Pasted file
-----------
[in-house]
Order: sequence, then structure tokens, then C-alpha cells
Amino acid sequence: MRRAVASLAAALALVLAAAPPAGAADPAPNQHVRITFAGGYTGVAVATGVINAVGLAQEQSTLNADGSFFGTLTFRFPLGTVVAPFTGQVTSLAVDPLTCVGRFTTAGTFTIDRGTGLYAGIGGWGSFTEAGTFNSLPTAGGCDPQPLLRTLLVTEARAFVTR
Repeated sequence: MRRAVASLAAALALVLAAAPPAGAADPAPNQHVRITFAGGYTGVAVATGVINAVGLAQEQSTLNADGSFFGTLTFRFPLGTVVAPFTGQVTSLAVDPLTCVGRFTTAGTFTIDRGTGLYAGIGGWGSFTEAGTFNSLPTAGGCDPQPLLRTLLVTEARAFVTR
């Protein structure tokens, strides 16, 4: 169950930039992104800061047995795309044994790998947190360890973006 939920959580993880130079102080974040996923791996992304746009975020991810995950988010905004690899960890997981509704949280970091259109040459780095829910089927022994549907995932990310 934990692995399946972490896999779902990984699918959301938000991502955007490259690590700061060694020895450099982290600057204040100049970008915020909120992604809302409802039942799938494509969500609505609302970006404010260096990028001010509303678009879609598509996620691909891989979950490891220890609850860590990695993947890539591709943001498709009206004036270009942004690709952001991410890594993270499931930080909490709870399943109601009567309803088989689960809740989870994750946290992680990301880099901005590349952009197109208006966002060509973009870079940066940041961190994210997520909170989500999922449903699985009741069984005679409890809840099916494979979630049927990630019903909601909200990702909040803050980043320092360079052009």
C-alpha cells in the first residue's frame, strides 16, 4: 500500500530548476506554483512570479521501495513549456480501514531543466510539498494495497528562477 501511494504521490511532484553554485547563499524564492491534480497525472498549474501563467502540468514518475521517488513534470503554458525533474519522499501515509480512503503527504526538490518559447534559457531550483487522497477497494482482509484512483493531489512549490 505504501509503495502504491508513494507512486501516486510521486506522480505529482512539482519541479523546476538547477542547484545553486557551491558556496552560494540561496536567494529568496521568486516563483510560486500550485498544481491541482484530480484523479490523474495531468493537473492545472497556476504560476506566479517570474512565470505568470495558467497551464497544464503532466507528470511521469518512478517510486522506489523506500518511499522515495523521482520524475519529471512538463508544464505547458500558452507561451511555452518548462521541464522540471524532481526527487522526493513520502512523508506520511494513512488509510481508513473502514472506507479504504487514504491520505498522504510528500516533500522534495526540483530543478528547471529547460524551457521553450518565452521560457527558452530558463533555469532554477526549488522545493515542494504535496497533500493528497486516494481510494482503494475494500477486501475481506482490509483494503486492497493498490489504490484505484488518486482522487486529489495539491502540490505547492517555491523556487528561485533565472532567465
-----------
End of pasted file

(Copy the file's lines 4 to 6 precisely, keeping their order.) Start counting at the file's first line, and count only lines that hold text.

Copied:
Repeated sequence: MRRAVASLAAALALVLAAAPPAGAADPAPNQHVRITFAGGYTGVAVATGVINAVGLAQEQSTLNADGSFFGTLTFRFPLGTVVAPFTGQVTSLAVDPLTCVGRFTTAGTFTIDRGTGLYAGIGGWGSFTEAGTFNSLPTAGGCDPQPLLRTLLVTEARAFVTR
């Protein structure tokens, strides 16, 4: 169950930039992104800061047995795309044994790998947190360890973006 939920959580993880130079102080974040996923791996992304746009975020991810995950988010905004690899960890997981509704949280970091259109040459780095829910089927022994549907995932990310 934990692995399946972490896999779902990984699918959301938000991502955007490259690590700061060694020895450099982290600057204040100049970008915020909120992604809302409802039942799938494509969500609505609302970006404010260096990028001010509303678009879609598509996620691909891989979950490891220890609850860590990695993947890539591709943001498709009206004036270009942004690709952001991410890594993270499931930080909490709870399943109601009567309803088989689960809740989870994750946290992680990301880099901005590349952009197109208006966002060509973009870079940066940041961190994210997520909170989500999922449903699985009741069984005679409890809840099916494979979630049927990630019903909601909200990702909040803050980043320092360079052009």
C-alpha cells in the first residue's frame, strides 16, 4: 500500500530548476506554483512570479521501495513549456480501514531543466510539498494495497528562477 501511494504521490511532484553554485547563499524564492491534480497525472498549474501563467502540468514518475521517488513534470503554458525533474519522499501515509480512503503527504526538490518559447534559457531550483487522497477497494482482509484512483493531489512549490 505504501509503495502504491508513494507512486501516486510521486506522480505529482512539482519541479523546476538547477542547484545553486557551491558556496552560494540561496536567494529568496521568486516563483510560486500550485498544481491541482484530480484523479490523474495531468493537473492545472497556476504560476506566479517570474512565470505568470495558467497551464497544464503532466507528470511521469518512478517510486522506489523506500518511499522515495523521482520524475519529471512538463508544464505547458500558452507561451511555452518548462521541464522540471524532481526527487522526493513520502512523508506520511494513512488509510481508513473502514472506507479504504487514504491520505498522504510528500516533500522534495526540483530543478528547471529547460524551457521553450518565452521560457527558452530558463533555469532554477526549488522545493515542494504535496497533500493528497486516494481510494482503494475494500477486501475481506482490509483494503486492497493498490489504490484505484488518486482522487486529489495539491502540490505547492517555491523556487528561485533565472532567465